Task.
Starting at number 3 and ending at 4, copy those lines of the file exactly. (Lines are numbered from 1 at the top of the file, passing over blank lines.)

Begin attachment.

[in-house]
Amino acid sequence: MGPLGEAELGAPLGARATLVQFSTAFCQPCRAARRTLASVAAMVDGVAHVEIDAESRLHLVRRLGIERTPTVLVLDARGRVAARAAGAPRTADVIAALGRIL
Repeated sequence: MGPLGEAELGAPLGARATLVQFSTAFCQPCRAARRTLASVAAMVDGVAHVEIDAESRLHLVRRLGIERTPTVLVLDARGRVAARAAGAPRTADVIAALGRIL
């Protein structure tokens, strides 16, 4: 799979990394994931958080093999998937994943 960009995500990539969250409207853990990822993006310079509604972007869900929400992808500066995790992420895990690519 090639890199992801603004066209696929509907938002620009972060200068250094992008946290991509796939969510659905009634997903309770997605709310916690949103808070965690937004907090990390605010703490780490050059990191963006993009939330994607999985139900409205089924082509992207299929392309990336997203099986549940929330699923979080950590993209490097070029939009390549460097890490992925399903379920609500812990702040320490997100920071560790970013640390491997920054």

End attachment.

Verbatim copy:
Repeated sequence: MGPLGEAELGAPLGARATLVQFSTAFCQPCRAARRTLASVAAMVDGVAHVEIDAESRLHLVRRLGIERTPTVLVLDARGRVAARAAGAPRTADVIAALGRIL
């Protein structure tokens, strides 16, 4: 799979990394994931958080093999998937994943 960009995500990539969250409207853990990822993006310079509604972007869900929400992808500066995790992420895990690519 090639890199992801603004066209696929509907938002620009972060200068250094992008946290991509796939969510659905009634997903309770997605709310916690949103808070965690937004907090990390605010703490780490050059990191963006993009939330994607999985139900409205089924082509992207299929392309990336997203099986549940929330699923979080950590993209490097070029939009390549460097890490992925399903379920609500812990702040320490997100920071560790970013640390491997920054």